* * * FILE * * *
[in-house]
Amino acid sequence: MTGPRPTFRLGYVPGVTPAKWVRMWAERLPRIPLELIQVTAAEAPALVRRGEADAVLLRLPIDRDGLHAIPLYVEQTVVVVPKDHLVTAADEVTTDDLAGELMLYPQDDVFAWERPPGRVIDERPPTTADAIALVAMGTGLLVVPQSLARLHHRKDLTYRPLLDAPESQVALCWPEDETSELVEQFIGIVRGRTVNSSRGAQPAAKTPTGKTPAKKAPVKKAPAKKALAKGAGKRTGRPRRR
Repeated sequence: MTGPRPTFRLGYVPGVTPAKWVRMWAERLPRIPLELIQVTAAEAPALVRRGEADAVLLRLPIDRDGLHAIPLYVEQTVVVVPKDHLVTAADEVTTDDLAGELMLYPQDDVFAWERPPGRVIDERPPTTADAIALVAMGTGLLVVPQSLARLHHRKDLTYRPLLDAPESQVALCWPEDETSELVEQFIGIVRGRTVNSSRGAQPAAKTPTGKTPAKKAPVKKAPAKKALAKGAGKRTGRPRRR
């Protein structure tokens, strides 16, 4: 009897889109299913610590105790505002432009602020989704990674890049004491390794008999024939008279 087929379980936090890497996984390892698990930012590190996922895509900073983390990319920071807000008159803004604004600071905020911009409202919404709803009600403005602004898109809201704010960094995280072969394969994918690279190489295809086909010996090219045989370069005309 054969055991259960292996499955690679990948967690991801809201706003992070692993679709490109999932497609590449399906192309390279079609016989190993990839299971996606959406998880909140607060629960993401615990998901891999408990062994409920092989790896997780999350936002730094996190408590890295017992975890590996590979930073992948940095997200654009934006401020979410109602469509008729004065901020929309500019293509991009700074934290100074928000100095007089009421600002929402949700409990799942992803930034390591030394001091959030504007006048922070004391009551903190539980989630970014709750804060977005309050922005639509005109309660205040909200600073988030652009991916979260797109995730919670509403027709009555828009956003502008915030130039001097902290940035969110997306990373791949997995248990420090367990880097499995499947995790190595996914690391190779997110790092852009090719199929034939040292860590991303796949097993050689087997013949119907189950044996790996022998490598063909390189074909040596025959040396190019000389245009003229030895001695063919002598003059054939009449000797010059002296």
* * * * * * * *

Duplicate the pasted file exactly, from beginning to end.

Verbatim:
[in-house]
Amino acid sequence: MTGPRPTFRLGYVPGVTPAKWVRMWAERLPRIPLELIQVTAAEAPALVRRGEADAVLLRLPIDRDGLHAIPLYVEQTVVVVPKDHLVTAADEVTTDDLAGELMLYPQDDVFAWERPPGRVIDERPPTTADAIALVAMGTGLLVVPQSLARLHHRKDLTYRPLLDAPESQVALCWPEDETSELVEQFIGIVRGRTVNSSRGAQPAAKTPTGKTPAKKAPVKKAPAKKALAKGAGKRTGRPRRR
Repeated sequence: MTGPRPTFRLGYVPGVTPAKWVRMWAERLPRIPLELIQVTAAEAPALVRRGEADAVLLRLPIDRDGLHAIPLYVEQTVVVVPKDHLVTAADEVTTDDLAGELMLYPQDDVFAWERPPGRVIDERPPTTADAIALVAMGTGLLVVPQSLARLHHRKDLTYRPLLDAPESQVALCWPEDETSELVEQFIGIVRGRTVNSSRGAQPAAKTPTGKTPAKKAPVKKAPAKKALAKGAGKRTGRPRRR
């Protein structure tokens, strides 16, 4: 009897889109299913610590105790505002432009602020989704990674890049004491390794008999024939008279 087929379980936090890497996984390892698990930012590190996922895509900073983390990319920071807000008159803004604004600071905020911009409202919404709803009600403005602004898109809201704010960094995280072969394969994918690279190489295809086909010996090219045989370069005309 054969055991259960292996499955690679990948967690991801809201706003992070692993679709490109999932497609590449399906192309390279079609016989190993990839299971996606959406998880909140607060629960993401615990998901891999408990062994409920092989790896997780999350936002730094996190408590890295017992975890590996590979930073992948940095997200654009934006401020979410109602469509008729004065901020929309500019293509991009700074934290100074928000100095007089009421600002929402949700409990799942992803930034390591030394001091959030504007006048922070004391009551903190539980989630970014709750804060977005309050922005639509005109309660205040909200600073988030652009991916979260797109995730919670509403027709009555828009956003502008915030130039001097902290940035969110997306990373791949997995248990420090367990880097499995499947995790190595996914690391190779997110790092852009090719199929034939040292860590991303796949097993050689087997013949119907189950044996790996022998490598063909390189074909040596025959040396190019000389245009003229030895001695063919002598003059054939009449000797010059002296």